Summary: There are certain things that parents try to teach their children as they are growing up. And we usually focus on two things. Their actions and their words.

“An Attitude of Gratitude”

Luke 17:11-19

There are certain things that parents try to teach their children as they are growing up. And we usually focus on two things. Their actions and their words. Their manners. We taught our children to say “yes sir” and “no sir,” “yes ma’am no ma’am.” Please and of course thank you. Rudyard Kipling was one of the most successful writers in history. As a result he made a great deal of money from his books. A reporter once came to him and said, Mr. Kipling, I’ve heard that someone calculated that the money you make from your books comes out to over $100 a word. He said, here’s $100; now give me one of your hundred dollar words. Kipling folded the hundred and said okay I will give you one. Thanks.

In this passage Jesus is traveling to Jerusalem. As he comes into the village he is greeted by 10 men who all had leprosy. Luke points out to us that to get to Jerusalem Jesus passed between Samaria and Galilee and he does that for specific reason. The Jews had no dealings with the Samaritans-there was a cultural wall between them, a cultural difference like racism that kept them apart. Yet Jesus, a Jew walks right through the area because to him there is no difference. As Paul said, there is neither Jew nor Greek, neither slave nor free, male nor female for you are all one in Christ exactly as it should be. And in this group of lepers we quickly find out that at least one of them was a Samaritan. And even though Samaritans and Jews did not mix together in that day, there he was. And the reason was simple.

They shared a common misfortune. Leprosy was one of the most dreaded and also misunderstood diseases of that day. This terrible disease called leprosy had broken down these racial barriers. You see in their tragedy they had forgotten they were Jews and they were Samaritans and realize they were all men with a great need. And the need which they shared in common was greater than their differences. This is actually the solution for racism... To recognize that none of us is greater/better than anyone else and all of us share a common need.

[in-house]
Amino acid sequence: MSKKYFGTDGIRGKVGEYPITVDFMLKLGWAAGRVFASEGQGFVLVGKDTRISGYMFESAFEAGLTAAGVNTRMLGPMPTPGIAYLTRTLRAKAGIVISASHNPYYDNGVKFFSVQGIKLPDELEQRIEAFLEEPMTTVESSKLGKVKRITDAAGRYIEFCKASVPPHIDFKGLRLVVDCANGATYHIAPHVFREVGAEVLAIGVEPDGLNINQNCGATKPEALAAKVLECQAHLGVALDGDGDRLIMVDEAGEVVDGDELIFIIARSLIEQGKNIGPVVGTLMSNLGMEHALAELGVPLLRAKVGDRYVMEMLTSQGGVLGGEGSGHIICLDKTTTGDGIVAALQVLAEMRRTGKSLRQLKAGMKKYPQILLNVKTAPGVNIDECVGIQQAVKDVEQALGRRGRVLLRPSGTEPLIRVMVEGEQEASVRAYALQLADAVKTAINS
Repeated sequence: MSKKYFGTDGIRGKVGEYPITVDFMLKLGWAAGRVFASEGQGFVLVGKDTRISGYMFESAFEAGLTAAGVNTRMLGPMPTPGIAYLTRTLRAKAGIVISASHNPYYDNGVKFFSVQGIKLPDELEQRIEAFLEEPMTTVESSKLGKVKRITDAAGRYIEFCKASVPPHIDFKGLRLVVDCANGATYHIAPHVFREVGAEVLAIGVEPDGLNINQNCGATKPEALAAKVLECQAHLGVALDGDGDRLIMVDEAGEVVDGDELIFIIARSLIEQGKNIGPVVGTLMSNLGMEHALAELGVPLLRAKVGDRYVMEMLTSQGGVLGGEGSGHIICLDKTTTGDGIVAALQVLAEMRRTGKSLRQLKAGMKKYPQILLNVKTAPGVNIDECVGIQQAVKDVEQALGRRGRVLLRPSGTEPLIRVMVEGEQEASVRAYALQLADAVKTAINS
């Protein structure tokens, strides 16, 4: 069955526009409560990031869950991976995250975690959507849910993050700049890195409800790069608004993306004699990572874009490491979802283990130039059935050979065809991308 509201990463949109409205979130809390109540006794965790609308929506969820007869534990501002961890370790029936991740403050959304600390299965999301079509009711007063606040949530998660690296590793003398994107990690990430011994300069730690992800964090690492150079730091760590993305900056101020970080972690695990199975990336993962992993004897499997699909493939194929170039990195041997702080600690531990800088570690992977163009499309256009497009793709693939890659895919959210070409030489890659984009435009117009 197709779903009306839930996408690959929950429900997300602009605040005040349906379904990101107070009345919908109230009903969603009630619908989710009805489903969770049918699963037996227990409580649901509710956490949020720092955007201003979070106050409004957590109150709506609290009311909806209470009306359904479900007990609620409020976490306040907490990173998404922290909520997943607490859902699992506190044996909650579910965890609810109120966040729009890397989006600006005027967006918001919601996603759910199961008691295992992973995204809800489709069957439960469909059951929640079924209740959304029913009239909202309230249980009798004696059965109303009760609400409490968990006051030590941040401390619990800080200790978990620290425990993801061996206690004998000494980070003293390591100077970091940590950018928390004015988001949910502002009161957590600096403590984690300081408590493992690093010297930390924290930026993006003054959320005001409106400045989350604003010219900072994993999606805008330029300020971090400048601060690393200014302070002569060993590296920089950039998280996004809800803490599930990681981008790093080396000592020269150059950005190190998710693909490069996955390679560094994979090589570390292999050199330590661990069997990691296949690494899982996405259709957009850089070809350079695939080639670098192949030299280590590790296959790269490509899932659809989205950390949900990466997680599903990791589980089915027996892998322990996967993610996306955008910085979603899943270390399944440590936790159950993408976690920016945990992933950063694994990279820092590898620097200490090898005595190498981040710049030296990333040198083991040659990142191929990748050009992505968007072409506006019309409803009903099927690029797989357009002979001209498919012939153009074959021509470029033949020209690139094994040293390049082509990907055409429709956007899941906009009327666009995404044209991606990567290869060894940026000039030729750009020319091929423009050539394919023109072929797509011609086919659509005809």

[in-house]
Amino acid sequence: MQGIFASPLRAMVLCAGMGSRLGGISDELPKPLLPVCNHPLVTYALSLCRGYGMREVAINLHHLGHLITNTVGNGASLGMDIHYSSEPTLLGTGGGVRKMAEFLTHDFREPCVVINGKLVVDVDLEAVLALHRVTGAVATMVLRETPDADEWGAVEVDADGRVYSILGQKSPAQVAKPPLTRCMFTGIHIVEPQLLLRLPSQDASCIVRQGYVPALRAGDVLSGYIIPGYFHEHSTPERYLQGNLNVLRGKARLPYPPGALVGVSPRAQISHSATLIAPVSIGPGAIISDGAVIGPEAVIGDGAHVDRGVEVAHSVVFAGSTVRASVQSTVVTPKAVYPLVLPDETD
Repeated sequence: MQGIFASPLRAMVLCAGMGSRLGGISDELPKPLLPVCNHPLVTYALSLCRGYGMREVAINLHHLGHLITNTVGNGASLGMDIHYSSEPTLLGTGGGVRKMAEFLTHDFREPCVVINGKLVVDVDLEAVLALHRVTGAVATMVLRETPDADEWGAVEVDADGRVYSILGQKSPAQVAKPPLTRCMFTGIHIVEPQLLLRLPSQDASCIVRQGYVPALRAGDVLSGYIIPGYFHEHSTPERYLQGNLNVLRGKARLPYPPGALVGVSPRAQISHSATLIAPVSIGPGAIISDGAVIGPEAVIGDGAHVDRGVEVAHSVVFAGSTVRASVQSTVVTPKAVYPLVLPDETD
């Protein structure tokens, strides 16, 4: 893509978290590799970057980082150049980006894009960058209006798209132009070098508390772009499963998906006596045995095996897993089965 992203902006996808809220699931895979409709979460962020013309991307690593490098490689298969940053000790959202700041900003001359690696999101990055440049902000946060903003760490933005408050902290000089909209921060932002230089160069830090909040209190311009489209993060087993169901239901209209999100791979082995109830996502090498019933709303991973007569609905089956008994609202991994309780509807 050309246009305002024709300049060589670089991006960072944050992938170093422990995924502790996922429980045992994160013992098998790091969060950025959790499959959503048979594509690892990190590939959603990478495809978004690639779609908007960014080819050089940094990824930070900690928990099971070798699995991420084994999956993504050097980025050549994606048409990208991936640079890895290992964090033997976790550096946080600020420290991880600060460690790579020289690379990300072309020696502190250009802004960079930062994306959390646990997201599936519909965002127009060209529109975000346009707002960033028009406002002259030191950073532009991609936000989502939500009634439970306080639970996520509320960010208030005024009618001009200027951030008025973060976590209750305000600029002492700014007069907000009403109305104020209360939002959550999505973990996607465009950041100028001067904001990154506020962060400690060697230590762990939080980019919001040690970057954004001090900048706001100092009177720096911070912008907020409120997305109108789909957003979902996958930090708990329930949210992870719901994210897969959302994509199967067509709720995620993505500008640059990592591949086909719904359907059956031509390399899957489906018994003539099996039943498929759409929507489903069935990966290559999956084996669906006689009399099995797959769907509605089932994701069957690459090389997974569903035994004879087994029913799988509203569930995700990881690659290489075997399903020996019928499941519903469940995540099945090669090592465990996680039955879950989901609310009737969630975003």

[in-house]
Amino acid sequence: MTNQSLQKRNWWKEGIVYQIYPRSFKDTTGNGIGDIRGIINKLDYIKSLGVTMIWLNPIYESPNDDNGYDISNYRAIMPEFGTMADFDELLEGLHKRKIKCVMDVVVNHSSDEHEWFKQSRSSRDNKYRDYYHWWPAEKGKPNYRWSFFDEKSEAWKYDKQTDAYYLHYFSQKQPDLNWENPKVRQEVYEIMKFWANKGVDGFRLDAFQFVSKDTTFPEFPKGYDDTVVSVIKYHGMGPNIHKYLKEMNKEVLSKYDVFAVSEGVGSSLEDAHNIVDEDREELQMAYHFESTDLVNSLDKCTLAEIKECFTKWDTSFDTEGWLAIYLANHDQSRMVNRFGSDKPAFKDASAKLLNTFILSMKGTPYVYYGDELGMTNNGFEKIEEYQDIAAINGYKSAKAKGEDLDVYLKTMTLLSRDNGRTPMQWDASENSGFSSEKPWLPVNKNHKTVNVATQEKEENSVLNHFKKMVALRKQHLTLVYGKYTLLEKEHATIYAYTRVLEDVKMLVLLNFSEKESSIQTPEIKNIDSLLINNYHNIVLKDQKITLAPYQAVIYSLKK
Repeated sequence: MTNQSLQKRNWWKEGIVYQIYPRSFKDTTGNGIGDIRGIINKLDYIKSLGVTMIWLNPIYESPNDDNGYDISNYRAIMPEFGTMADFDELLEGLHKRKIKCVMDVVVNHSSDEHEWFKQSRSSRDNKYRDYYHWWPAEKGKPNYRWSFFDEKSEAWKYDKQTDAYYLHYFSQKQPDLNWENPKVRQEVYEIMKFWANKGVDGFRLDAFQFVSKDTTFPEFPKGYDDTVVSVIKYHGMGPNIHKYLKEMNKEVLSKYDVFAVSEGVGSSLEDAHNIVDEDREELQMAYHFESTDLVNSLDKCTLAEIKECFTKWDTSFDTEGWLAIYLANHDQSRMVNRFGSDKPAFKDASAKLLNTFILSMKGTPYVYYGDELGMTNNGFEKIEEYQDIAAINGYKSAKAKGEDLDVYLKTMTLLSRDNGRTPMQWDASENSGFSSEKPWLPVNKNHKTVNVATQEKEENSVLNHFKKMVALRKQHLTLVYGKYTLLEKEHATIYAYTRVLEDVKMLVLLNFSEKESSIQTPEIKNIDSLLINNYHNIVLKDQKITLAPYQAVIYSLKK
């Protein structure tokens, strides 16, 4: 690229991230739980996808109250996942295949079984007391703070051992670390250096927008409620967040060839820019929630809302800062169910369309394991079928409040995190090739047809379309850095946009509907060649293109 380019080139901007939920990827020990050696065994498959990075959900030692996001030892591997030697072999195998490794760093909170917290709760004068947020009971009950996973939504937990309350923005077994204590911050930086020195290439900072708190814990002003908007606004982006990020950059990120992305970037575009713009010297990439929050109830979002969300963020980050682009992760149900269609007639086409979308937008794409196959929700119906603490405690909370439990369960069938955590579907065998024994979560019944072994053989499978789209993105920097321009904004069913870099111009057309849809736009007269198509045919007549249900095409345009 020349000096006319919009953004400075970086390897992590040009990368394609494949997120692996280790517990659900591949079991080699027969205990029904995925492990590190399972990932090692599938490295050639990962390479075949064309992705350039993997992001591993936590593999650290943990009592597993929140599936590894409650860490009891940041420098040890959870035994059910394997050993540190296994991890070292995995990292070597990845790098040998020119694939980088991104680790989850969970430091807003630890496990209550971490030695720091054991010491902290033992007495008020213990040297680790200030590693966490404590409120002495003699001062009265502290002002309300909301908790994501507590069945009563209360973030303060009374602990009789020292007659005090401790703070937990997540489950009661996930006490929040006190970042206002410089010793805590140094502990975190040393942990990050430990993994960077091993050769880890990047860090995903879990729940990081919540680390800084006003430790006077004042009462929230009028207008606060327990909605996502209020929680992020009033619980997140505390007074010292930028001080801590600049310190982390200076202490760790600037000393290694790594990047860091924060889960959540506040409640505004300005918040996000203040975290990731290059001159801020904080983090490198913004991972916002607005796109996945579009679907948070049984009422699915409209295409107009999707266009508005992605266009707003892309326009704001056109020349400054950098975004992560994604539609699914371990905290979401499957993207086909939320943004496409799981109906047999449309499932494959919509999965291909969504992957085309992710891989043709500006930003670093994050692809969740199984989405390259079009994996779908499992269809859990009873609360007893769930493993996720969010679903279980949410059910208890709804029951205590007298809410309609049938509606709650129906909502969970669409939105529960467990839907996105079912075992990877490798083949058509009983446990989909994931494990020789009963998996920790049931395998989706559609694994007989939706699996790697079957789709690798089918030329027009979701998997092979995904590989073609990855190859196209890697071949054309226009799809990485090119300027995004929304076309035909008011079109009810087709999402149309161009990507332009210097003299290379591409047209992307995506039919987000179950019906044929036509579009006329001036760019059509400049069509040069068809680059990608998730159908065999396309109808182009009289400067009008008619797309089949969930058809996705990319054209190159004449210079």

It has been noticed in areas where flooding is prevalent that when wild animals are present; these may be animals that are enemies but because they share a common need-the fact that they need to get the higher ground, when they get to higher ground rather than attacking each other they simply stand on the mountain in peace. At any other time they would do their best to kill each other. Instead, they come together in peace because of this common need.

Now the lepers stood at a distance. They were required to do so. When a leper would enter a city he was required to wear a Bell around his neck, like a necklace and must ring the bell and shout unclean, so that others would be sure and stay away from them. Can you imagine how that felt? One law stated that they could not get within 150 feet of a healthy person. The only ones they could get close to where those with the same disease. Not even any contact with their families.

We notice they had to raise their voices in order to be heard, shouting Jesus, Master have mercy on us. You see this need they shared in common brought them to a common solution and his name was Jesus. The doctors didn’t know how to treat them, the law said just stay away from them so they lived a life of isolation worse than anything you and I can possibly imagine.

So every time Jesus is confronted with the need; blindness, sickness, death, lame, death; He met the need. Look what he does here—he sends all of them to the priest. And this is unusual but look—while they were going they were cleansed. For Jesus it was important that they do something. When Jesus healed someone he might tell them to wash their eyes water or to put mud into their eyes or some other action... On this day it was to go to the priest and while they were going they were cleansed. As far as we know, Jesus never touch them. Yet they were healed. All 10 of them.

One of them, when he sees that he is healed— as his skin began to look normal and the sores are gone, he returns and with a loud voice he gives glory to God.

Verse 16. So Luke points out that this was a Samaritan who had a problem with Jews and vice versa yet he was so thankful—the differences were suddenly of no consequence and he fell at the feet of Jesus and simply said, thank you. Now Jesus didn’t heal the leper so he would say thank you but I do think Jesus appreciated it. Did your mom ever tell you to mind your manners? Remember to say thank you? I’m guessing that if this guy’s mother were anywhere close by she would have been proud that day because her son had learned to say thank you. Jesus takes note that he is the only one who says thank you. And in verse 17 he lets us know again that this person is a Samaritan. The rest went on their way. Hard to imagine. I like to think that in all the excitement they had other things that just seemed more important. Got to go tell my family, got to go show my friends. But our focus is on this one. And the Bible says his faith was enough to save him. Apparently there is a connection between gratitude and salvation. And as he went on his way I imagine he told everyone. I’m guessing the others did as well.

Copy Sermon to Clipboard with PRO Download Sermon with PRO
Browse All Media

Related Media

Talk about it...

Nobody has commented yet. Be the first!

Join the discussion